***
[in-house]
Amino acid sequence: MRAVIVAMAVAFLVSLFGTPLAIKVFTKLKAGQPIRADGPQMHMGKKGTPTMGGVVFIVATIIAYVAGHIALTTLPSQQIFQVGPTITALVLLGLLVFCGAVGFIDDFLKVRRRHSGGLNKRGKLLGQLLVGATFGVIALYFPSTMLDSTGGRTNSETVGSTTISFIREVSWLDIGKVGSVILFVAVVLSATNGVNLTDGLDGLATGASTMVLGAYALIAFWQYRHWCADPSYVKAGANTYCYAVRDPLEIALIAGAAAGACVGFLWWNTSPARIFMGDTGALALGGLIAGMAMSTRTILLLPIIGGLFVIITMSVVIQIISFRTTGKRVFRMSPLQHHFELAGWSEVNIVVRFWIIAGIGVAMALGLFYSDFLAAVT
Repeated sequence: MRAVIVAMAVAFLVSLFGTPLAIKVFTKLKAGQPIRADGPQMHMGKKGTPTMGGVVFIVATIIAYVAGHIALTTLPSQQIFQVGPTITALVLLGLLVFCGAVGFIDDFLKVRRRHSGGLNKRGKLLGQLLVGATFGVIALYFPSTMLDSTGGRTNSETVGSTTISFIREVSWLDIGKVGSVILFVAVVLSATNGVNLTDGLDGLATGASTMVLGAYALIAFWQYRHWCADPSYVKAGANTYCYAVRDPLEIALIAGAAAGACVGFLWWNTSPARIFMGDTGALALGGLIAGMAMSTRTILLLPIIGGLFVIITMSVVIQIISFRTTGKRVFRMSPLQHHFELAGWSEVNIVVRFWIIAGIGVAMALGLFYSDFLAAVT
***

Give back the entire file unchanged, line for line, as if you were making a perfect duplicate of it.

[in-house]
Amino acid sequence: MRAVIVAMAVAFLVSLFGTPLAIKVFTKLKAGQPIRADGPQMHMGKKGTPTMGGVVFIVATIIAYVAGHIALTTLPSQQIFQVGPTITALVLLGLLVFCGAVGFIDDFLKVRRRHSGGLNKRGKLLGQLLVGATFGVIALYFPSTMLDSTGGRTNSETVGSTTISFIREVSWLDIGKVGSVILFVAVVLSATNGVNLTDGLDGLATGASTMVLGAYALIAFWQYRHWCADPSYVKAGANTYCYAVRDPLEIALIAGAAAGACVGFLWWNTSPARIFMGDTGALALGGLIAGMAMSTRTILLLPIIGGLFVIITMSVVIQIISFRTTGKRVFRMSPLQHHFELAGWSEVNIVVRFWIIAGIGVAMALGLFYSDFLAAVT
Repeated sequence: MRAVIVAMAVAFLVSLFGTPLAIKVFTKLKAGQPIRADGPQMHMGKKGTPTMGGVVFIVATIIAYVAGHIALTTLPSQQIFQVGPTITALVLLGLLVFCGAVGFIDDFLKVRRRHSGGLNKRGKLLGQLLVGATFGVIALYFPSTMLDSTGGRTNSETVGSTTISFIREVSWLDIGKVGSVILFVAVVLSATNGVNLTDGLDGLATGASTMVLGAYALIAFWQYRHWCADPSYVKAGANTYCYAVRDPLEIALIAGAAAGACVGFLWWNTSPARIFMGDTGALALGGLIAGMAMSTRTILLLPIIGGLFVIITMSVVIQIISFRTTGKRVFRMSPLQHHFELAGWSEVNIVVRFWIIAGIGVAMALGLFYSDFLAAVT